With half of the 12 stadiums hosting the 2014 World Cup still under under-construction, and all but one of those running behind schedule, Brazil has a fair old job on it's hands to ensure the nation is ready to welcome the globe's biggest tournament.
But eight months out from opening match-day at the Arena de Sao Paulo, the most football-mad country on earth is unlikely to allow a few planning issues to spoil their first chance to host the World Cup since 1950.
So, they might only be skeletons of giant sporting cauldrons at this stage, but here are five incredible stadiums to look forward to watching your nation walk out on.
Click on the stadium name to see a picture of each venue in all it's glory.
One of the most significantly revamped arenas for Brazil 2014, the home of Brazilian Serie 'A' outfits Atletico Mineiro and Cruzeiro has been developed into a beautifully modern 57,483 capacity.
The ground will play host to six matches, including a semi-final.
Picturesque and accommodating, the eye-catching 'sand dune' inspired design is sure to please the legions of international supporters flocking to the stadium's four group stage fixtures.
However, it's beautiful appearance comes at the cost of a below average capacity of 42,086.
3) The Maracana
Despite boasting attendances of 200,000 before the days of strict health and safety standards, a more modest 73,531 capacity fails to dampen the globally renowned aura of the Maracana.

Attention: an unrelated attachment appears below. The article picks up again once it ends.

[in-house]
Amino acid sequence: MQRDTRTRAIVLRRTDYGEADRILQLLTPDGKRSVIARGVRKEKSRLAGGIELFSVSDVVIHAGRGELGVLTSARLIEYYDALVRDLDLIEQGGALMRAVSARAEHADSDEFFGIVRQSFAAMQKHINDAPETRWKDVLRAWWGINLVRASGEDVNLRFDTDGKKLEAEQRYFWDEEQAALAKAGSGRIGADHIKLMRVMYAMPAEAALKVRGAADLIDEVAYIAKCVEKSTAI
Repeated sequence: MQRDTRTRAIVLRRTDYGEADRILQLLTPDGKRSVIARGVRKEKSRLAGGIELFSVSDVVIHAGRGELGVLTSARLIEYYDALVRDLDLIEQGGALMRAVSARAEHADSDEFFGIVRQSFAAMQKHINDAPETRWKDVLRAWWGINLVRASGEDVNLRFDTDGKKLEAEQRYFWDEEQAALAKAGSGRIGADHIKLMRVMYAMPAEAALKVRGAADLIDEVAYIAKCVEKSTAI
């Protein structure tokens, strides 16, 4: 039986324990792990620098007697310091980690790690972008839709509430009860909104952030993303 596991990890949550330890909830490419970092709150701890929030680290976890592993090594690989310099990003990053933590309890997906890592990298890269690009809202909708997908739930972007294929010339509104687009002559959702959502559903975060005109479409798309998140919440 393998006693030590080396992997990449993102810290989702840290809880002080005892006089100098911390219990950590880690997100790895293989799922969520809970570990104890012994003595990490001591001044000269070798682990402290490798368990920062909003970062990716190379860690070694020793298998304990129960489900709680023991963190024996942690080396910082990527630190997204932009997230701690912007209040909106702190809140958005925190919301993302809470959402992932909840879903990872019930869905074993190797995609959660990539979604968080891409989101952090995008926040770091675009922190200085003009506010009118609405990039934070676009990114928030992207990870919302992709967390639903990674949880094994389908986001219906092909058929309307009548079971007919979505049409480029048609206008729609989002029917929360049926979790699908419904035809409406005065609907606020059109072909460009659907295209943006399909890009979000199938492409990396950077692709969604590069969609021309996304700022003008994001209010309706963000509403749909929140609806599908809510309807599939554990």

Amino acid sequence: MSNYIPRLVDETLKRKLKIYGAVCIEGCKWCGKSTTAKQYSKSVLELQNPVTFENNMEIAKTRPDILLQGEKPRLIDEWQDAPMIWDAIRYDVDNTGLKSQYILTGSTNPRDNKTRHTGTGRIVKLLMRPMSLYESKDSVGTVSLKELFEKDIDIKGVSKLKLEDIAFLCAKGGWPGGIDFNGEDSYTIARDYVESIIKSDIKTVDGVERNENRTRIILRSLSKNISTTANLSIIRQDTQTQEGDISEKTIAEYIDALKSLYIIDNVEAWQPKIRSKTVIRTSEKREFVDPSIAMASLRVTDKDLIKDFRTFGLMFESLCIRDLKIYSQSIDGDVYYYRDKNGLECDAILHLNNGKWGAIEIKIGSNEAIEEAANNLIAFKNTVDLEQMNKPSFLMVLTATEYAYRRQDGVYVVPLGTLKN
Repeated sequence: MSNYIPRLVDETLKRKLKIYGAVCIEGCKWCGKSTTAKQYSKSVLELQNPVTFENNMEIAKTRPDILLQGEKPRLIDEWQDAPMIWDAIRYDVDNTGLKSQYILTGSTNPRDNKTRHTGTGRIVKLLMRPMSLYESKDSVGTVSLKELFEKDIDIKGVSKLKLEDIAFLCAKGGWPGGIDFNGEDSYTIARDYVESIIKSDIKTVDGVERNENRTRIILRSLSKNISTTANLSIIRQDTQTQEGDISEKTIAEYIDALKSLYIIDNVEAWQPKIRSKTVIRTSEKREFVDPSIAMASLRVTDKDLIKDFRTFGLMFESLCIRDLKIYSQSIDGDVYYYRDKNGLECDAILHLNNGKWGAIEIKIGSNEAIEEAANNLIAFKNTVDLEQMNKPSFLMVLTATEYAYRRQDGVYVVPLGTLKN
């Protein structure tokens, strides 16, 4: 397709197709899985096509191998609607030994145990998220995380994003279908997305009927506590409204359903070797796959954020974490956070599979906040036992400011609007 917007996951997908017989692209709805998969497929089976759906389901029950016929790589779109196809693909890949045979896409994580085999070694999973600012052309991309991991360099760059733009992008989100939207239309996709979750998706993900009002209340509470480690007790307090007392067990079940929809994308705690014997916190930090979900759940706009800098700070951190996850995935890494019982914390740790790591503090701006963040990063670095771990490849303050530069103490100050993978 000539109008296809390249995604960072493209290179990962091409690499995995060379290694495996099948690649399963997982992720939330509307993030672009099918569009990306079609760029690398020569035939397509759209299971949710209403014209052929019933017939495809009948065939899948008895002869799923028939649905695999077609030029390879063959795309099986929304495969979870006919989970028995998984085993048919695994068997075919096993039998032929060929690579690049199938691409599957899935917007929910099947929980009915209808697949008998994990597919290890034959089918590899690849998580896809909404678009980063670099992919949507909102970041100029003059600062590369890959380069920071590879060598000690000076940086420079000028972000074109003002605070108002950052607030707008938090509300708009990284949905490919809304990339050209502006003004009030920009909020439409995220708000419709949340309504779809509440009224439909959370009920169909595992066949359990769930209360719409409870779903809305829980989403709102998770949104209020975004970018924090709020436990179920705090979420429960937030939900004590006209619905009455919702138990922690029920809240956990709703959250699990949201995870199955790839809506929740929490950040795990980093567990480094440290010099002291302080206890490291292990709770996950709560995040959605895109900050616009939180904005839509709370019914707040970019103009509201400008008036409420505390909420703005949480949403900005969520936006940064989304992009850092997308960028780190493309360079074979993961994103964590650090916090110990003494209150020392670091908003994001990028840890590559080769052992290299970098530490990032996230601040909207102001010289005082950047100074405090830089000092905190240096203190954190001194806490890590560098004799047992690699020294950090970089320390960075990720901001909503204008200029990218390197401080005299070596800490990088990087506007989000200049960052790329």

The largest venue at the tournament and the host of the final has undergone a makeover in preparation for the 2014 World Cup with a fibreglass roof now shielding 95% of spectators from the elements.
The venue of five matches plus a quarter-final, the Fortaleza-based stadium has received a capacity boost to now seat 58,704 fans.
Located on the north-east coast of the fifth-largest country on Earth, the Castelao now features an underground car park able to cater for 4,200 fans silly enough to drive on the manic roads of Brazil.
The new home of Corinthians was built exclusively for Brazil 2014 and will act as the curtain-raiser for the tournament on 12 June.
Although clearly still under construction, the plans for the 65,807-seater arena look fascinating – check out the partially open-wall designs on the long side of the south stand. Why would you pay for a ticket when you can watch from the outside?
Which is your favourite Brazil 2014 venue? Share your thoughts in the comments below.
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